Falling Upwards: How We Took to the Air

Richard Holmes. Pantheon, $35 (416p) ISBN 978-0-307-37966-5
Mesmerized by the dash and eccentricity of many who have flown balloons since the first Montgolfiers of 1783, Holmes (The Age of Wonder) communicates the perilous delight of ballooning through tales of scientific feats and derring-do. Fearless, reckless French aeronaut Sophie Blanchard delighted both Napoleon and restored Bourbon King Louis XVIII as she released nighttime aerial firework displays and executed complicated acrobatics while standing, exposed, in a tiny silver gondola. (In 1819, thousands watched horrified as Blanchard, aged 41, crashed to her death in a fiery descent from the Paris sky.) Although New Hampshirite Thaddeus Lowe’s dreams of transatlantic balloon flight were cut short by the Civil War, he persuaded Lincoln that a balloon could carry telegraph equipment and send direct aerial observations to a commander on the ground; and “one of Lowe’s most brilliant observational coups” was the discovery of the Confederates’ May 1862 secret evacuation of Yorktown under cover of darkness. British meteorologist James Glaisher (1809–1903) attempted to determine how high a man could fly before he was “asphyxiated, frozen, burnt or even electrocuted by static electricity in high clouds.” An unconventional history of ballooning, this quirky, endearing, and enticing collection melds the spirit of discovery with chemistry, physics, engineering, and the imagination. Illus. (Oct.)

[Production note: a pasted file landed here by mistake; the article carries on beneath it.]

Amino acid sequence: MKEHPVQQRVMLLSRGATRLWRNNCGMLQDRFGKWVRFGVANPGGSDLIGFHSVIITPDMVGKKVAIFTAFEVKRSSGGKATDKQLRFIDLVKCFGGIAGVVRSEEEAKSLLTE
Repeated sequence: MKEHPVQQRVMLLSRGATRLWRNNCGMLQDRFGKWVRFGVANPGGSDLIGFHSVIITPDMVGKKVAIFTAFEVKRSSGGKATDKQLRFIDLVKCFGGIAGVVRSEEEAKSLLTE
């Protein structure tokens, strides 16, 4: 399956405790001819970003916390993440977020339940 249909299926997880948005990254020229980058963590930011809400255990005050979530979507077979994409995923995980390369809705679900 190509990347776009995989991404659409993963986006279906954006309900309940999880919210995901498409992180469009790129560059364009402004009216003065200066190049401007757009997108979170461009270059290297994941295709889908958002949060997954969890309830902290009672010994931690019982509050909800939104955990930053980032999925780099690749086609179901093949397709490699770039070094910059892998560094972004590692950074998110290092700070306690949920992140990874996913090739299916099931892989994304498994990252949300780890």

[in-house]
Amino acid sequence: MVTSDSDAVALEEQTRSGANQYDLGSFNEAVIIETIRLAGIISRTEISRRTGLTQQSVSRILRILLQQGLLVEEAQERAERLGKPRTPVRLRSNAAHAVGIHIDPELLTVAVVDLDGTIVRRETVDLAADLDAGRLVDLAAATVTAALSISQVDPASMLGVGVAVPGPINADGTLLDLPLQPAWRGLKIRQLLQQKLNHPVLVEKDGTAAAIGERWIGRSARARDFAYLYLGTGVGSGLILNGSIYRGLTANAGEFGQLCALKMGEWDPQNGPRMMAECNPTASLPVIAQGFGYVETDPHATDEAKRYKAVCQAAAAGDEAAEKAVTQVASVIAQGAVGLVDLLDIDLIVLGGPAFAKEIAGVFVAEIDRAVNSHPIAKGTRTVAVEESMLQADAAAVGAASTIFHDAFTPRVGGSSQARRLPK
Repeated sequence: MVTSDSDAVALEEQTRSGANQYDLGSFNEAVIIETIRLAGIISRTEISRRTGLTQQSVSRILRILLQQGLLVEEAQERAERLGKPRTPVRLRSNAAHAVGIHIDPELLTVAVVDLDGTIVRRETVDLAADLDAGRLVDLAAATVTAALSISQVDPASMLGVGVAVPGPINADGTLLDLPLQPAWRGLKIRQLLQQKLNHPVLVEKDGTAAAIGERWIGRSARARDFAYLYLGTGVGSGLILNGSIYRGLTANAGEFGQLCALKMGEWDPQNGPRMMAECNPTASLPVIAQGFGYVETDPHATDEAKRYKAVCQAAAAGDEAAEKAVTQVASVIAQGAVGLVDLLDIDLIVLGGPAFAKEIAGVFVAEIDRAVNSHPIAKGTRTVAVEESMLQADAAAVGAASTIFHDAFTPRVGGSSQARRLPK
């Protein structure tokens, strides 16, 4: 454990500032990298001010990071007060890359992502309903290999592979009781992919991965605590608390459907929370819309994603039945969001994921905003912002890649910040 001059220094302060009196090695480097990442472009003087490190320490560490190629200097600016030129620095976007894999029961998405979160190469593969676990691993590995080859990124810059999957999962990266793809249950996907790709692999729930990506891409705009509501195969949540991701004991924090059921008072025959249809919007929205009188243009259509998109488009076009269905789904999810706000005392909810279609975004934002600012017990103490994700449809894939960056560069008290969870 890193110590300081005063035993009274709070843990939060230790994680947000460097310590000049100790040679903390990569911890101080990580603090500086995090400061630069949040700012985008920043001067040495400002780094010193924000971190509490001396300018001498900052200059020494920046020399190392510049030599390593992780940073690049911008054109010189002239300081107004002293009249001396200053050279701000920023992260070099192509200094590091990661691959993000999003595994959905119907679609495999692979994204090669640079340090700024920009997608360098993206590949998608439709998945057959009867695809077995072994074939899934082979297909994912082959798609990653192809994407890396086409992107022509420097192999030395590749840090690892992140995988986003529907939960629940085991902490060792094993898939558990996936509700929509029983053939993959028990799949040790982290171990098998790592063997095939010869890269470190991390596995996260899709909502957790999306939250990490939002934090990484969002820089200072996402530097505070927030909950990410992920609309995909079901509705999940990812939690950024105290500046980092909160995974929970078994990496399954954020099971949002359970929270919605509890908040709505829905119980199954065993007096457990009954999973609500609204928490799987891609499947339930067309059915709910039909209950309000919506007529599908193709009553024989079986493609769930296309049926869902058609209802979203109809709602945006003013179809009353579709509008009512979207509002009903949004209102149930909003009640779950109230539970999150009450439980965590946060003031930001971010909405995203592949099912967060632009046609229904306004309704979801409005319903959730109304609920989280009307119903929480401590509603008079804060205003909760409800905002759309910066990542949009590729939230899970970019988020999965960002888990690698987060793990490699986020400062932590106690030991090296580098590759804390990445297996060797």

Reviewed on: 08/26/2013
Release date: 10/29/2013
Genre: Nonfiction
Open Ebook - 392 pages - 978-0-307-90870-4
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